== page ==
It just seems like too many engineers are staking a claim on wearables without getting the aesthetic designers and psychologists involved.

OK, as much as I’m really not in love with this one, I do adore seeing bona fide ‘Version One’ products getting launched. I do love companies that let the engineers just go for it. We need crazy ideas to create space for the ‘right’ solution to emerge through that iteration process.

Thanks, Dyson.
Your work is valued.
But I think I’ll buy the next one.
(Or the one after that…)


A brain implant enables a completely paralysed ALS (MND in Australia) patient to communicate with words. (Extreme Tech)
A 34-year-old man with ALS in Germany is now able to spell out messages thanks to a brain-computer interface connected to a chip in his motor cortex. An awesome innovation he put to the ultimate test: asking for a beer.

Facebook / Meta hired a right-wing PR firm to push anti-TikTok stories into American regional newspapers (Washington Post)
Viral TikTok teencrime stories found to be fabricated by a Republican PR firm hired by Meta. (BoingBoing)
This is some dirty, dirty stuff. A bunch of those nasty challenges you’ve probably heard about on TikTok? Actually concocted as rumours on Facebook to feed this smear campaign. But, hey, still better than doing nothing about genocide.

Grand theft crypto: NFT Pokemon-like game Axie Infinity loses US$600 million following hacker exploit. (VICE)
In one of the largest crypto hacks to date, an Axie Infinity security breach on the Ronin Network blockchain enabled someone to swipe a whole lot of Ethereum and USDC. This was the most successful ‘play-to-earn’ crypto game to date. Was…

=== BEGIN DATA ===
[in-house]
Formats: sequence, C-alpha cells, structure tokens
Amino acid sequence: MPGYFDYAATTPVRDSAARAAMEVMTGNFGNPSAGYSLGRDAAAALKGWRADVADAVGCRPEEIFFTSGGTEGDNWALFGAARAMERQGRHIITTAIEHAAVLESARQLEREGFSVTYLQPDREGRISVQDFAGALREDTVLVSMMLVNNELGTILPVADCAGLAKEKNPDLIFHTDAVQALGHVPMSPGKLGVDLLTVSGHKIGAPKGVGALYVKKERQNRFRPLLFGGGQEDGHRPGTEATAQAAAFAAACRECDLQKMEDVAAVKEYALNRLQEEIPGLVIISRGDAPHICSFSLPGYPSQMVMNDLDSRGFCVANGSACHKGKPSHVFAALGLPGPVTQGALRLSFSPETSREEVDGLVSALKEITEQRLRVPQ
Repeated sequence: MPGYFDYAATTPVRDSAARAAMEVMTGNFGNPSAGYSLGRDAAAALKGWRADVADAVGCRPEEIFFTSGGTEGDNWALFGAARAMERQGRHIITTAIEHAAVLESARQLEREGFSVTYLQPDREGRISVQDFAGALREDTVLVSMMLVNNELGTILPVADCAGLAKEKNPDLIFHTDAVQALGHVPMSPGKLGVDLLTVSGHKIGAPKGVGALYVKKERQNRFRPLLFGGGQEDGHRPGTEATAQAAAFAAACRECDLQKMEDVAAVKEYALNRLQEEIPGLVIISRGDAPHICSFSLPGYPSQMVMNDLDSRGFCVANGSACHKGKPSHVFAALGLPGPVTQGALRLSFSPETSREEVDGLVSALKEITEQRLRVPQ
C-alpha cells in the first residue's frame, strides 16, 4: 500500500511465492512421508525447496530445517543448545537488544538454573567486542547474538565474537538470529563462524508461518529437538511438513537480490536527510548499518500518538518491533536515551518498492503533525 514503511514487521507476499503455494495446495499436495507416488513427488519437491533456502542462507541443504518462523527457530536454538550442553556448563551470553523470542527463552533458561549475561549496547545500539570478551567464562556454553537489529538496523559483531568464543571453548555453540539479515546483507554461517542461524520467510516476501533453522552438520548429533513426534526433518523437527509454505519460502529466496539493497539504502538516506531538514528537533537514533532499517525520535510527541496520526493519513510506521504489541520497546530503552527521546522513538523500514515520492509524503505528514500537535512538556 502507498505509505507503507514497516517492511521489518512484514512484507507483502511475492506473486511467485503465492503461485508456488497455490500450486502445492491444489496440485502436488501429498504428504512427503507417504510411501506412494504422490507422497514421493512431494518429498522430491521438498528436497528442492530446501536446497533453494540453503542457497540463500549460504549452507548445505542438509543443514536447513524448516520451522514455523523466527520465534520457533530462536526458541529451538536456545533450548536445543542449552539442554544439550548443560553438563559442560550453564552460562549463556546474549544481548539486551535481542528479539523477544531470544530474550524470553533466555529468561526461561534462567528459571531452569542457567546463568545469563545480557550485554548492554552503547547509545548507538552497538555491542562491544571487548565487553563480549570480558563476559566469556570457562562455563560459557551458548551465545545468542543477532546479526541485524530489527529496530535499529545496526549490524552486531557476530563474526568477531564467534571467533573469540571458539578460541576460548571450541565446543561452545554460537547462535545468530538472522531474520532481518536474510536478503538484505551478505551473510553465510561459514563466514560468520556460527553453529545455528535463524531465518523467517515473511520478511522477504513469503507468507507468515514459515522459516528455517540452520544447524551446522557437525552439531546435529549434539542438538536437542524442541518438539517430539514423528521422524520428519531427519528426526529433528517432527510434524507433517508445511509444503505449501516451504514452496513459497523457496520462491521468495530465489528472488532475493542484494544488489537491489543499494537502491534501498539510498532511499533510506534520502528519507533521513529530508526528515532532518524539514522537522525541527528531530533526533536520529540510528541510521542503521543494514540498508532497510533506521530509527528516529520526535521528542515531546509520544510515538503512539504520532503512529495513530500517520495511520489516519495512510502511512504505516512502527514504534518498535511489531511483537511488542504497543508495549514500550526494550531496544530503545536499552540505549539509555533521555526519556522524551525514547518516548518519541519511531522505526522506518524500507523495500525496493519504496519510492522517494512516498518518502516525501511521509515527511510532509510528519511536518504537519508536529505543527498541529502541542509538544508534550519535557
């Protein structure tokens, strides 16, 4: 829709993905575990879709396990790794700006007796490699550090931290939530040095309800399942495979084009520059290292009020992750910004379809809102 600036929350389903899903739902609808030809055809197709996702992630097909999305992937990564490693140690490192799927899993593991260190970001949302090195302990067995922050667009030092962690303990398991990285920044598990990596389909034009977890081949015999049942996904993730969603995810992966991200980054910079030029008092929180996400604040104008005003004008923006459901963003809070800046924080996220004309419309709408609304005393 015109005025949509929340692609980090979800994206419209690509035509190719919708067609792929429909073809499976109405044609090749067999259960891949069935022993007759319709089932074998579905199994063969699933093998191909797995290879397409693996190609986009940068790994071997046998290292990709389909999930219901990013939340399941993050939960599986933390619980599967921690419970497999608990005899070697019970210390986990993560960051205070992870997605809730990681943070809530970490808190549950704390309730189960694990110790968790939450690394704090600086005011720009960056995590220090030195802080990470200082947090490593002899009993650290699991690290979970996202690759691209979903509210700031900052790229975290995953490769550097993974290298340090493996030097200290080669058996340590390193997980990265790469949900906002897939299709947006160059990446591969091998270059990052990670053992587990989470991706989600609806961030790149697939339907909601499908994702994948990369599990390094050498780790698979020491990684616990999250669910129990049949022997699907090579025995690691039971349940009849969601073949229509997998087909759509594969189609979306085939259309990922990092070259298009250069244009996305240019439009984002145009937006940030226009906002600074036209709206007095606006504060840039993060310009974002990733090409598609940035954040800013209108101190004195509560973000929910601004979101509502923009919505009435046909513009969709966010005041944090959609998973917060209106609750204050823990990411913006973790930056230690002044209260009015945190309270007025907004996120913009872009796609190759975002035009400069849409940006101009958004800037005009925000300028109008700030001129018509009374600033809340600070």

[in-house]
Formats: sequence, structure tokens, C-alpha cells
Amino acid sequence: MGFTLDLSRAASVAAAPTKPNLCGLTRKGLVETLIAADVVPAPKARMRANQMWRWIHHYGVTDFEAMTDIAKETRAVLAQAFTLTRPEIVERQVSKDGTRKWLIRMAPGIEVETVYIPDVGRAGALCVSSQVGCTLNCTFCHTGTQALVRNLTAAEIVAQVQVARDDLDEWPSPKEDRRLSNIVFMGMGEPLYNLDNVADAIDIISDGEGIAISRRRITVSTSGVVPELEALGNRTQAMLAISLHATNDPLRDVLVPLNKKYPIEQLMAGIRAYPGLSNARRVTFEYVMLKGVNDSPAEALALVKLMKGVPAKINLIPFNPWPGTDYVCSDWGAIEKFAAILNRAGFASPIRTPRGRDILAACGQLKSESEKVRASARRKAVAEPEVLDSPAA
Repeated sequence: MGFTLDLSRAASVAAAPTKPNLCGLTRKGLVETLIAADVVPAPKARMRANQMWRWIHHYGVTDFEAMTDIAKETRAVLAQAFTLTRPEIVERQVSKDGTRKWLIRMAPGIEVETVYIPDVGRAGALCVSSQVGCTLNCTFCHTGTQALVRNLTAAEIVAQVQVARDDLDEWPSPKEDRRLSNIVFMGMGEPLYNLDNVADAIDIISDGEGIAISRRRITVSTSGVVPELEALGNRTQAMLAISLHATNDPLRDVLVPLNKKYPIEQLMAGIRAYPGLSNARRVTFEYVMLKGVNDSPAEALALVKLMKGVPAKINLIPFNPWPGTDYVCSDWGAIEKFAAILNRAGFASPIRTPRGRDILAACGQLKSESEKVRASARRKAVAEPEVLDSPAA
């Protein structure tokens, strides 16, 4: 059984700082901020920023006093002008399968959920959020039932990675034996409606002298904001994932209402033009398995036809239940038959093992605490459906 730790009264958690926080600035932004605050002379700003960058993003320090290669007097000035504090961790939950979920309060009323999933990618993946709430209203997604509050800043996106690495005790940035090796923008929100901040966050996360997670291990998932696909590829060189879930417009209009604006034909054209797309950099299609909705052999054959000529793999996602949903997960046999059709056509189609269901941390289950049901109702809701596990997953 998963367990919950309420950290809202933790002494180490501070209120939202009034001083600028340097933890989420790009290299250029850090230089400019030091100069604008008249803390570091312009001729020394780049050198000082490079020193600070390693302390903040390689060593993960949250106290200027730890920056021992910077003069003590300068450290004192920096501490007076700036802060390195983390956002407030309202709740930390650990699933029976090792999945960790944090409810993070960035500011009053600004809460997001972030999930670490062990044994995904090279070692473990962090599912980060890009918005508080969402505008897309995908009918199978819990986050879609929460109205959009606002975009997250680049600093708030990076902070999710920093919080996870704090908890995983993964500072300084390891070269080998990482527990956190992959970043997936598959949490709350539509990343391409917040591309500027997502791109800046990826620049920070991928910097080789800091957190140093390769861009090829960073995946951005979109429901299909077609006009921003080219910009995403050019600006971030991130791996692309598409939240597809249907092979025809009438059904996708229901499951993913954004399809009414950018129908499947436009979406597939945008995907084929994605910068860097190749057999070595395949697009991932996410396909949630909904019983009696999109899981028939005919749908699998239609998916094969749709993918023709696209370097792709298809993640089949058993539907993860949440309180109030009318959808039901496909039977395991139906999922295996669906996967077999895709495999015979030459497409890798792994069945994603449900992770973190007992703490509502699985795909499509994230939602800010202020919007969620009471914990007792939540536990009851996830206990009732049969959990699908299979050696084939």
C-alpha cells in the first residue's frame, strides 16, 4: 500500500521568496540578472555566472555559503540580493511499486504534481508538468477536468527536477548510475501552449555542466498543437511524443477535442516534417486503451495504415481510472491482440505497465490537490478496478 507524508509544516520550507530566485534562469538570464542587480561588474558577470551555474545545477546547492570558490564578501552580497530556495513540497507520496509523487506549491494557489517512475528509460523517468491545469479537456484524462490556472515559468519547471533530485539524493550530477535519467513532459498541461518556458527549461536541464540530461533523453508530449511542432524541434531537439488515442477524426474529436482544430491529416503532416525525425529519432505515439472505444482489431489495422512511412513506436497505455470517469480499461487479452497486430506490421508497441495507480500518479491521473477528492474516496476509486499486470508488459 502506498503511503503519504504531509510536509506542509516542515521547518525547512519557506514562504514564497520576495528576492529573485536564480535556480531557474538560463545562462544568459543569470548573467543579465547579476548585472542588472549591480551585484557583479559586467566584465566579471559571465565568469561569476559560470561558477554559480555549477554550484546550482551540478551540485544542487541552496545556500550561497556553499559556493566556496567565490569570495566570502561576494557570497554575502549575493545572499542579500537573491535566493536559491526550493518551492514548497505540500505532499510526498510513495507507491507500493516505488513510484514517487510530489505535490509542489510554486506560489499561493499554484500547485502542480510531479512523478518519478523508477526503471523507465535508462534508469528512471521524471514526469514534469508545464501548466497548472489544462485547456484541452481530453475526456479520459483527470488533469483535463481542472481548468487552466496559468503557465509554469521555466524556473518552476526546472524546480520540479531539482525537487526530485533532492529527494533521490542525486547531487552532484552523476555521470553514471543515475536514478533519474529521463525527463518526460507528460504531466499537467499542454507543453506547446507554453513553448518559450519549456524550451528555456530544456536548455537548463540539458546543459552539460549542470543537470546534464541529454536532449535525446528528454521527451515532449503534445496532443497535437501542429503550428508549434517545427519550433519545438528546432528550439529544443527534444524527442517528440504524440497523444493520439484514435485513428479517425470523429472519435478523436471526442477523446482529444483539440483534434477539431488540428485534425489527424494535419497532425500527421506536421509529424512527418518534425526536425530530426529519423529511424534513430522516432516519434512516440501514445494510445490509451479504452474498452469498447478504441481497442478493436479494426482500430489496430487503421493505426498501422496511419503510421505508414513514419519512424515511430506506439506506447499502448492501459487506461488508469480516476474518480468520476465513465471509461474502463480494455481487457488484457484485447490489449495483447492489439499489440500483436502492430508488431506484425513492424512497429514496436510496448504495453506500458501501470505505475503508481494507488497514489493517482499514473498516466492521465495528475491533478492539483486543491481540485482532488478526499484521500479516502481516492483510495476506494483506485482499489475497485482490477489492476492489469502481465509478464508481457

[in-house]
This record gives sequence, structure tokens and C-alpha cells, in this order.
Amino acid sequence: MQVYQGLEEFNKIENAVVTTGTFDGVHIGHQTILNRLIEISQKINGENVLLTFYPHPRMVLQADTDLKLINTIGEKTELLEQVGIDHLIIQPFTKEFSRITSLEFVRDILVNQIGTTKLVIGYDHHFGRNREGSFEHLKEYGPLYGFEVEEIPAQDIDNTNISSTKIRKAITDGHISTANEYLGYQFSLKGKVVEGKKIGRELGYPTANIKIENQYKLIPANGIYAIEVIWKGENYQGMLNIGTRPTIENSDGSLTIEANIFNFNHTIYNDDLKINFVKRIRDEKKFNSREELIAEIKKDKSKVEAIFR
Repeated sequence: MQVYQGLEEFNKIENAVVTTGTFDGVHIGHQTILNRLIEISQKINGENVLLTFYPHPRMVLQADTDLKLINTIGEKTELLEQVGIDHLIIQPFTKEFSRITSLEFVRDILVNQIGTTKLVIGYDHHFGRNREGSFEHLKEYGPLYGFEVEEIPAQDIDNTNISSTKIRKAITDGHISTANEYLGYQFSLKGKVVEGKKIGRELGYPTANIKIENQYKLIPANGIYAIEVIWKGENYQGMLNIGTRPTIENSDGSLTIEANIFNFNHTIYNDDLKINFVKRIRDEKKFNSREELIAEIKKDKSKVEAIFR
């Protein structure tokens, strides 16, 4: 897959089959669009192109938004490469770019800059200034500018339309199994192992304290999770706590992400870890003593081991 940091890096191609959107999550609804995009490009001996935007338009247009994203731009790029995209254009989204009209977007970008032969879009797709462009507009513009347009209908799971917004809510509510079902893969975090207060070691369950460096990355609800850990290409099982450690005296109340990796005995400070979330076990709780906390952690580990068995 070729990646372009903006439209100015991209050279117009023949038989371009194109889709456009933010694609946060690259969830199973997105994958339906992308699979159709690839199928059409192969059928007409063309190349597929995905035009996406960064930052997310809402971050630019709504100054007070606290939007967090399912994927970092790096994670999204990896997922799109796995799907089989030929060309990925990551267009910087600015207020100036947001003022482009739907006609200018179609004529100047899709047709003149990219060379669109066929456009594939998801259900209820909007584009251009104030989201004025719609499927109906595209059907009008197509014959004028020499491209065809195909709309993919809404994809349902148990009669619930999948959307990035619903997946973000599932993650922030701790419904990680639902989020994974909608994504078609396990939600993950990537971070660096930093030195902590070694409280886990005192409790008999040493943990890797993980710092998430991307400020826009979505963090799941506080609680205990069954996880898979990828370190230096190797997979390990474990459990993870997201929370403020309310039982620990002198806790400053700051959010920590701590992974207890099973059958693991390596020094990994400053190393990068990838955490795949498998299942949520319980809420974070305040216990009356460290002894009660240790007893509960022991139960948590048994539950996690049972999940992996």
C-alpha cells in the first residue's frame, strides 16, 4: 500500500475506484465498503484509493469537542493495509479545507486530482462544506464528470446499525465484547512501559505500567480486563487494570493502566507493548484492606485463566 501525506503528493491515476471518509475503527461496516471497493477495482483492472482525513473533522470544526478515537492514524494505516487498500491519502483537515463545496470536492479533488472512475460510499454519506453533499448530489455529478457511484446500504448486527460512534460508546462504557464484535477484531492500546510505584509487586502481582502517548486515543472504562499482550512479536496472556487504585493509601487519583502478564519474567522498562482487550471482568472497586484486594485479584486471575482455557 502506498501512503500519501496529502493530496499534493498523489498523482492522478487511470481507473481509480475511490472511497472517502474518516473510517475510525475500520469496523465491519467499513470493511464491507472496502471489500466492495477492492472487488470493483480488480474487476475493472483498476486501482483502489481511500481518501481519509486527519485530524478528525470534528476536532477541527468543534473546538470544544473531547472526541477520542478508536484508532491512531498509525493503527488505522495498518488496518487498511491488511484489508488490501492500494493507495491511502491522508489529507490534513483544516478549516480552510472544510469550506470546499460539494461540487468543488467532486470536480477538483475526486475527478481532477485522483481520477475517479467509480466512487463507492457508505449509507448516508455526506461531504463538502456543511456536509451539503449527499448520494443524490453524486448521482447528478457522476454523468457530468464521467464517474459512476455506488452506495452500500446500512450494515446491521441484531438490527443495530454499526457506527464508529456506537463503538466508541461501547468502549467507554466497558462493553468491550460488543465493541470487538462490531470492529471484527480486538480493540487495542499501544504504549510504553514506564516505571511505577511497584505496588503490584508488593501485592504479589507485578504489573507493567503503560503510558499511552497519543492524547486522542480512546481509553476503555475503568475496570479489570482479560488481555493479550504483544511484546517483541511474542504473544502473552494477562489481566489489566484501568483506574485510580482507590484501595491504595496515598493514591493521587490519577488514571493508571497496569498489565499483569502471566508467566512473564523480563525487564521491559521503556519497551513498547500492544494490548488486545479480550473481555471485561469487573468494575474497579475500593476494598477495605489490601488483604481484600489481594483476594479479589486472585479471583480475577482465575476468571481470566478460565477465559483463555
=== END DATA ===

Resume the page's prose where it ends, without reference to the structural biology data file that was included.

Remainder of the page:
Also in the news:

Brain food

How to stop doomscrolling – with psychology (Wired)
It’s all tied up in our the worst parts of FOMO, so here’s some good tips on taking back some controlling over smashing our brains against the wall of too much bad news day in, day out.

New Nvidia tech turns a few photos into 3D scenes in seconds. (Nvidia)
Welcome to NeRF, or neural radiance fields! Nvidia has shown how neural networks can render realistic 3D scenes based on just a few still photos from different angles. In gaming, to nerf is to weaken. Here, NeRF is very much the opposite!

25 years of the Internet Archive — the organisation behind the online preservation hub Wayback Machine — and it’s still going strong. (Nieman Lab)
Brewster Kahle, Internet Archive founder and legend of the digital realm, gives a great interview about all things internet: digitising knowledge, archiving news, and even commentary on Australia’s recent media deals with Facebook and Google.

The legacy of film cameras lives on. (PetaPixel)